The draft plan signals a return to the annual publication by Government of its plan and priorities for infrastructure development.
The draft plan summarises what the Government sees as its key infrastructure challenges, and outlines its 'strategic' objectives to meet those challenges. It includes a 1-4 year program of projects 'in development' and a 5-15 year program of 'project opportunities' such as identified infrastructure 'service gaps' which Government wishes to 'close' by working together with the private sector. The draft plan also highlights the role of various Government agencies in infrastructure delivery, and how Government's plans interface with equivalent federal and local government plans.
The draft plan confirms that in the present fiscally constrained environment, Government will be prioritising investment in low cost options that maintain or improve services to Queenslanders, in preference to 'big ticket' infrastructure construction projects that might achieve similar outcomes. Possible examples include giving priority to demand management measures, asset maintenance strategies and upgrades to existing infrastructure.
Government has highlighted five key priorities for future investment:
- Increasing the capacity and resilience of South East Queensland’s transport system – this has been identified as Queensland's highest priority, with major arterial roads close to capacity and rail upgrades required in the future;
- Utilising technology to improve Queensland's health care system – Government has signalled that recent major capital investments need to be optimised through better use of technology;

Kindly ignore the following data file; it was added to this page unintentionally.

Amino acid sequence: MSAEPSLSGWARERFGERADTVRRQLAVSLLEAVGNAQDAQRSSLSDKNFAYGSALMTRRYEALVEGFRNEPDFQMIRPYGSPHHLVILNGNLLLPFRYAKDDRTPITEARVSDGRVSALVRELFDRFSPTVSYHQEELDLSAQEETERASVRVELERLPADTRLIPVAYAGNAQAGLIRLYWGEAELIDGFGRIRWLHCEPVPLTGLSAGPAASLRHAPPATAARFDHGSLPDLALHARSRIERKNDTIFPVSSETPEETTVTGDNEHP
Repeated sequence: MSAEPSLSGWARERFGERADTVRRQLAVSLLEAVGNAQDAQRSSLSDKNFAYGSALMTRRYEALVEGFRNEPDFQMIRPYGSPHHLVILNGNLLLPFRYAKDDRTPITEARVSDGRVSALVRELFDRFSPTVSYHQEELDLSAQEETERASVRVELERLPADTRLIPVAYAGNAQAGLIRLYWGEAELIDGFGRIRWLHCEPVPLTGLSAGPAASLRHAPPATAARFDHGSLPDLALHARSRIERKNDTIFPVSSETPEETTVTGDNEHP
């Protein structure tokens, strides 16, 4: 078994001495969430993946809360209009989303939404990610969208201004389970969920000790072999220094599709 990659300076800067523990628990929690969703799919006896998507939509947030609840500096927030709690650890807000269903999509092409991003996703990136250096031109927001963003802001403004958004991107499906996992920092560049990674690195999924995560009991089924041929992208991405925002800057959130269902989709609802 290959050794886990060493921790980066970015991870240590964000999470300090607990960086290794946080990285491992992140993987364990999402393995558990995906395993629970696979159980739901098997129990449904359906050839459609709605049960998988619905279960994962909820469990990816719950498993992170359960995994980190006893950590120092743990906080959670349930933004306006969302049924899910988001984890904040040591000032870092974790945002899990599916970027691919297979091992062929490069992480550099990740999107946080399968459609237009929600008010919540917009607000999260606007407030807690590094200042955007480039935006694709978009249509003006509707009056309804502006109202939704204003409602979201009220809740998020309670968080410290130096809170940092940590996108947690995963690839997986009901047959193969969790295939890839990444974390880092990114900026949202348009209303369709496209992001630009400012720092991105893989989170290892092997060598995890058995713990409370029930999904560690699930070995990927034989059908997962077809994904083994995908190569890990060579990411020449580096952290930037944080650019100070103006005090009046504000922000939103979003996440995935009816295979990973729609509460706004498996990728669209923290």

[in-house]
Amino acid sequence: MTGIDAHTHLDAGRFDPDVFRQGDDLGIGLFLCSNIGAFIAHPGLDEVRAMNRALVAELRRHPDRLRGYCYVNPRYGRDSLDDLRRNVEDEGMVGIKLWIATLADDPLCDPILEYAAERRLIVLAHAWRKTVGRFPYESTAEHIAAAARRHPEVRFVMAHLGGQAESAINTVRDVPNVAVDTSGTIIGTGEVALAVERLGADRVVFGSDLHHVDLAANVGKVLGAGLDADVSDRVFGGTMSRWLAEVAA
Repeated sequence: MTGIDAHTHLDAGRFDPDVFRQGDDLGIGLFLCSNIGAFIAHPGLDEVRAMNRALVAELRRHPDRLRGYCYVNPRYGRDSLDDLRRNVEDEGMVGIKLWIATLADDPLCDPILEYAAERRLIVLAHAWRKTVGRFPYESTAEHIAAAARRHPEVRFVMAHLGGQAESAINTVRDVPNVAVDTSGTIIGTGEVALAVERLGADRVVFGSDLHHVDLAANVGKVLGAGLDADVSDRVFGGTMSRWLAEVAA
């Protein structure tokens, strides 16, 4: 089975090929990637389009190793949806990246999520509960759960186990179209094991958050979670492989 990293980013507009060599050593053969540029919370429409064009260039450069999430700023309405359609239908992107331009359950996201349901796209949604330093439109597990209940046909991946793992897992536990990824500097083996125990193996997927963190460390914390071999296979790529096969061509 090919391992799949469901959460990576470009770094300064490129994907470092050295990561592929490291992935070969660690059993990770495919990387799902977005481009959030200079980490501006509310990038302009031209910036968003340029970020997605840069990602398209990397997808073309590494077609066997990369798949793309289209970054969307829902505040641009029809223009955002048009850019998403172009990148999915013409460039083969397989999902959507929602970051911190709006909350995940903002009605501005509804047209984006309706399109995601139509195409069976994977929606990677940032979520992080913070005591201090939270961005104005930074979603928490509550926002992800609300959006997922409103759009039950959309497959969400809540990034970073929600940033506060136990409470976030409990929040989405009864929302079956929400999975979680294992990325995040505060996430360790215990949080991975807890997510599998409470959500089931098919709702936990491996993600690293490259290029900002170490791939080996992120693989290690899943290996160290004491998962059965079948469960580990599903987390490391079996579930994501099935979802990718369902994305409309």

- Dealing with disruption in the energy sector – Government recognises the fundamental changes that are occurring in the energy sector as a result of technological advances, such as the potential uptake of localised energy storage;
- Regional connectivity and freight market access – improving our freight network to increase economic growth, and providing regional communities with better connections to services; and
- Better preservation of public assets – much of the infrastructure that will be used by Queenslanders in the future has already been built, and Government is keen to support initiatives which preserve the state's public asset base.
Government continues to encourage private sector investment and innovation, including through progressive funding and Government's updated framework for supporting 'market led proposals'. Government has specifically invited the private sector to look at the 5-15 year challenges outlined in the draft plan and seek to address them through market led proposals.
Public consultation on the draft plan is open until 4 December 2015. Government intends to release the final plan in early 2016.